As people took turns spinning a nearly 2-foot-wide multicolored wheel, a woman sporting a “Celebrate Everyday like It’s Earth Day,” T-shirt jumped up and down frantically nearby, waiting for the spinner’s hands of fate to settle. The needle slowed, then landed on “Silicone Cup.”
“Yes!” she said, stuffing her new reusable treasure from Durham Parks and Recreation into a canvas tote bag.
This was the 2023 Durham Earth Day Festival on April 24, where people ate, danced, and learned about how to make Durham’s corner of the world a more sustainable place, while getting some free merch.
Before heading into the festival at Durham Central Park, attendees checked their bikes at Durham’s Bicycle and Pedestrian Advisory Commission’s bike valet station. Kids were encouraged to test their skills at the parking lot’s colorful obstacle course, courtesy of Bike Durham, a nonprofit advocating for safe, affordable, sustainable transportation for all.
Those looking to toss their dirty napkins didn’t have to lift a finger. Trained Durham Parks and Rec volunteers dutifully took each attendee’s trash at a central trash station, sorting it into bins labeled “recycling” or “landfill.”
Anyone inspired by the festival’s commitment to proper recycling could sign up for the new ReCollective subscription service. The team of two is one of the first in the Triangle to handle hard-to-recycle materials that can’t go in the curbside bin, such as styrofoam and light bulbs.
Festival-goers treated themselves to artisan crafts like beaded bracelets and flower-pressed charms. Off-The-Hook, a crochet business run by a team of three high schoolers, showed off handmade flower and bear coasters on theme with the spirit of the day.
“For me, I’ve been loving the free stuff,” said Kaleela, who came with her kids but escaped them momentarily to gather as much merch as possible from the various stands around the park.
Kids beat their own homemade drums alongside professional bands such as Grupo Caribe Vibe, Vertigo, and Sensory Expressions Band & Steele Drums. Face-painted toddlers weaved through the crowd, while dogs dragged their owners through the park.
A little girl tugged her mom to greet Kismet, a gentle black dog awaiting his permanent home by the Animal Protection Society of Durham table. There, festival attendees flipped through binders filled with adoptable dogs and cats coded by each creature’s “personality color” — orange for more energetic dogs, blue for mellow and green for sweet and sensitive.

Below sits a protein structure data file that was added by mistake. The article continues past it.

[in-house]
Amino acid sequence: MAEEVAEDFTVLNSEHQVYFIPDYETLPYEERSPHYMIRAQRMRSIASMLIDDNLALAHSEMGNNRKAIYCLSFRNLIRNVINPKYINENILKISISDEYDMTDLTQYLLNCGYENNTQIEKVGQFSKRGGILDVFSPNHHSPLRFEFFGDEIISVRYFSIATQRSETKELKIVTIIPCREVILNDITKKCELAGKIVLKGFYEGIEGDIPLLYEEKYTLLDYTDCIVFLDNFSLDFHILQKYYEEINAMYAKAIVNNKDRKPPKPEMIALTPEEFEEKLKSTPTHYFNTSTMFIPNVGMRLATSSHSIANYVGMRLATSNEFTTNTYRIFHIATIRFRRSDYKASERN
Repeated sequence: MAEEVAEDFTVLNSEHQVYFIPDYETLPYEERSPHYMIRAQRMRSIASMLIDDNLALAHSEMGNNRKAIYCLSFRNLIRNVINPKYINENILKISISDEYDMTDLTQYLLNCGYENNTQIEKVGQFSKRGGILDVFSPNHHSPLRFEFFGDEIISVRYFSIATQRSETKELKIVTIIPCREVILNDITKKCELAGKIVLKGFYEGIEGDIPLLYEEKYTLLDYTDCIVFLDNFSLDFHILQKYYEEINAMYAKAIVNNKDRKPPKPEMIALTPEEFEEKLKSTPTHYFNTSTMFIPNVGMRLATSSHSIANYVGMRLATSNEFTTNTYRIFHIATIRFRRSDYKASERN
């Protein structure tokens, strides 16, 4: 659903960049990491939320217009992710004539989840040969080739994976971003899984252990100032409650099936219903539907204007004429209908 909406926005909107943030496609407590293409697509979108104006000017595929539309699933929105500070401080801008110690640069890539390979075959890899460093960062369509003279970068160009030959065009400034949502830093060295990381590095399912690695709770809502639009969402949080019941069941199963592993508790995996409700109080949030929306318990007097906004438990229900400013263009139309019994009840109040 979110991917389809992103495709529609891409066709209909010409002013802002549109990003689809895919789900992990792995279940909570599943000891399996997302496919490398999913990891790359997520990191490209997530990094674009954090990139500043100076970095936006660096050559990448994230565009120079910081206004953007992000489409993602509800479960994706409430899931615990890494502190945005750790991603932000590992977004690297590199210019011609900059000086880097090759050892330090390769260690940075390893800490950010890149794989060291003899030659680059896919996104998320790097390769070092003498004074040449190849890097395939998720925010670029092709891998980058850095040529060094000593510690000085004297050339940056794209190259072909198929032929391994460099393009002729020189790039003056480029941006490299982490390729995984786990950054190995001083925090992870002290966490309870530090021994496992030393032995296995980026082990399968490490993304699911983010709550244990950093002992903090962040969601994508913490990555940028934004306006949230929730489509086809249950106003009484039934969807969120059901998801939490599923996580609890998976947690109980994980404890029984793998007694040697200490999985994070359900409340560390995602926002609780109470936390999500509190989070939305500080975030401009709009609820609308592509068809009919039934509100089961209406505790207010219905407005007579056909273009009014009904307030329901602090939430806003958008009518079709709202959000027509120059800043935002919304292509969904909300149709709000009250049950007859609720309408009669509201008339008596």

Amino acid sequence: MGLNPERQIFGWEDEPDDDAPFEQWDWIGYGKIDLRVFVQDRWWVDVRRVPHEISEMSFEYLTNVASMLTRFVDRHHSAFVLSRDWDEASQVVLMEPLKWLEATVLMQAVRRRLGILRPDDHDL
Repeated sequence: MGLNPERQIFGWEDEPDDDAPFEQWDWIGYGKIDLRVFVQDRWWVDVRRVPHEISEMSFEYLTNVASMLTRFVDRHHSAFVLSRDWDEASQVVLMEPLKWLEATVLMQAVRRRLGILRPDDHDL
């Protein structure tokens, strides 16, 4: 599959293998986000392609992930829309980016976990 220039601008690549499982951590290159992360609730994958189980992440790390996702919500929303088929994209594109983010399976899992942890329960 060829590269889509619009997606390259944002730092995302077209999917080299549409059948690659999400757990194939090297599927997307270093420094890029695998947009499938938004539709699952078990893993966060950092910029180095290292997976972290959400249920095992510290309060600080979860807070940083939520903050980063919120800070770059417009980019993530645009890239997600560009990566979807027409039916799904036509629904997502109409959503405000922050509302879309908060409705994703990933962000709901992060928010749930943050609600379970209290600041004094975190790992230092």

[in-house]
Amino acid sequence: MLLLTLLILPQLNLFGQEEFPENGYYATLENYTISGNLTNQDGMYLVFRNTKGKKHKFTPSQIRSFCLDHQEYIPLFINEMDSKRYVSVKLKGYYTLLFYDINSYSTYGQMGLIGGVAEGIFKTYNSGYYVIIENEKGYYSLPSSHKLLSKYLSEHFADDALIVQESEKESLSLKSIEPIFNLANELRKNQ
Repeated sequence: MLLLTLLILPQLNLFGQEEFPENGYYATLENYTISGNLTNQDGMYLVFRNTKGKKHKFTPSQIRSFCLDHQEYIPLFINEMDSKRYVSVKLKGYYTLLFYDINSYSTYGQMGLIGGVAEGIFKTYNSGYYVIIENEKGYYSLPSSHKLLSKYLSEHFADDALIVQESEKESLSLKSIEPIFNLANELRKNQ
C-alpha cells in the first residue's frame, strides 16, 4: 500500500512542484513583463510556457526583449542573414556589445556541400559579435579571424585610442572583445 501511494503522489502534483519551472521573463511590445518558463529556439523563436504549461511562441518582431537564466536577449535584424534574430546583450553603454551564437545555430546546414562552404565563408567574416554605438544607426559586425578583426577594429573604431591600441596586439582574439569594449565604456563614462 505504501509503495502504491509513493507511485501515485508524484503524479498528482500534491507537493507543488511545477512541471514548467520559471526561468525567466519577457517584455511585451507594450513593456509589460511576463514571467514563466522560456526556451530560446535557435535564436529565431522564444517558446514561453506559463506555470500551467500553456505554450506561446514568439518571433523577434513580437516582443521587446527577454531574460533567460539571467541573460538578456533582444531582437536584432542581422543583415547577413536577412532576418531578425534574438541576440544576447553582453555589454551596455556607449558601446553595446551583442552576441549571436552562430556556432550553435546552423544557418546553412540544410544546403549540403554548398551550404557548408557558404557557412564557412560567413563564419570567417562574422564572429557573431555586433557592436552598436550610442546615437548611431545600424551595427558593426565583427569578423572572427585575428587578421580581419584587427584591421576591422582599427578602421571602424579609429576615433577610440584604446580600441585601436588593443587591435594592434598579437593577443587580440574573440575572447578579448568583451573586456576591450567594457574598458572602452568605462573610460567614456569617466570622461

Even though they weren’t looking for a pet, the mother and daughter pair couldn’t resist bringing the pup home with them. Within 24 hours, it was official—Kismet had found his new family.
Nearby, a festival-goer in a floral orange button-up stepped into a forest of houseplants under the shade of the pavilion provided by KW Edible Landscaping Nursery, a local business run by a husband and wife team.
Some visitors took one sample, then snuck a few more, of Piedmont Farm Animal Refuge’s vegan snacks.
“We do a lot of things that people don’t think vegan food is good at,” said John Tallent, the farm’s administrative director. For Earth Day, they offered chocolate, cheese, and soy jerky on shiny silver platters.
In addition to producing gourmet plant-based delights, the nonprofit also provides a safe home for rescued farm animals in structures that are specially designed with particular animals in mind.
At Honeybee Hemp Farms’ stand, tie-dyed patrons took generous samples of the group’s medicinal CBD and THC honey. Even pups could partake of Honeybee Hemp Hounds, a line of calming CBD dog treats.
“We have traditional calming and then hip and joint supplements over here,” said Allen Pickett, Honeybee Hemp Farms’ beekeeper, gesturing towards a rack of dog treats. “These are great for dogs with higher energy or anxiety.”
Thirsty festival-goers could wash all the Earth Day snacks down at a water refill station provided by the water management department of the City of Durham. The booth educated visitors on how to conserve water, complete with a miniature toilet to advertise the city’s new WaterSense Toilet Rebate. Durham implemented the program to incentivize switching to toilets that cut down on water usage. In most cases, the rebates are applied as credits to customer’s water bills.
Other environmental groups like the Environmental Protection Agency, Ellerbe Creek Watershed Association, and the Durham Master Gardeners all shared resources on how to get involved in making Durham a greener place.
As the day came to a close, festival-goers biked away with pockets stuffed with free merch and a commitment to bring Earth day energy to every day.
Above (from top): Jason Breslin, co-founder of KW Edible Landscaping Nursery; a young cyclist tackles an obstacle course near the festival entrance; Piedmont Farm Animal Refuge volunteers shared vegan snacks. Photos by Abigail Bromberger — The 9th Street Journal